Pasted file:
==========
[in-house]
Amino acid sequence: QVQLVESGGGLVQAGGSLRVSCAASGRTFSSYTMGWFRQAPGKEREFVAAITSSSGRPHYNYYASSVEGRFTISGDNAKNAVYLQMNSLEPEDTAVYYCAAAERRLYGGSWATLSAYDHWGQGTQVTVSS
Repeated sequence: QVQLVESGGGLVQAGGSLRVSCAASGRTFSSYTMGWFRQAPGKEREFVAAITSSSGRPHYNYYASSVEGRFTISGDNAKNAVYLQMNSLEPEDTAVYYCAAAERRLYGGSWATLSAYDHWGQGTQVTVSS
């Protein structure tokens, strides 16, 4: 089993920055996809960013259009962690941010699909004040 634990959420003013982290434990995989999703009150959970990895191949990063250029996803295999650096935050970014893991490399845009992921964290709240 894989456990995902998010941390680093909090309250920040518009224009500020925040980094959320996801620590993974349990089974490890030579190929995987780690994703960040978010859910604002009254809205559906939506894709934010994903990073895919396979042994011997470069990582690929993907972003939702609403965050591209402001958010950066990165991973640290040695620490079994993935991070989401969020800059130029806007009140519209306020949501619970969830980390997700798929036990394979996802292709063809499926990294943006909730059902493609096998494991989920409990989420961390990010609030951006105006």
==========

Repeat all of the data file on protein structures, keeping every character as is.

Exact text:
[in-house]
Amino acid sequence: QVQLVESGGGLVQAGGSLRVSCAASGRTFSSYTMGWFRQAPGKEREFVAAITSSSGRPHYNYYASSVEGRFTISGDNAKNAVYLQMNSLEPEDTAVYYCAAAERRLYGGSWATLSAYDHWGQGTQVTVSS
Repeated sequence: QVQLVESGGGLVQAGGSLRVSCAASGRTFSSYTMGWFRQAPGKEREFVAAITSSSGRPHYNYYASSVEGRFTISGDNAKNAVYLQMNSLEPEDTAVYYCAAAERRLYGGSWATLSAYDHWGQGTQVTVSS
């Protein structure tokens, strides 16, 4: 089993920055996809960013259009962690941010699909004040 634990959420003013982290434990995989999703009150959970990895191949990063250029996803295999650096935050970014893991490399845009992921964290709240 894989456990995902998010941390680093909090309250920040518009224009500020925040980094959320996801620590993974349990089974490890030579190929995987780690994703960040978010859910604002009254809205559906939506894709934010994903990073895919396979042994011997470069990582690929993907972003939702609403965050591209402001958010950066990165991973640290040695620490079994993935991070989401969020800059130029806007009140519209306020949501619970969830980390997700798929036990394979996802292709063809499926990294943006909730059902493609096998494991989920409990989420961390990010609030951006105006």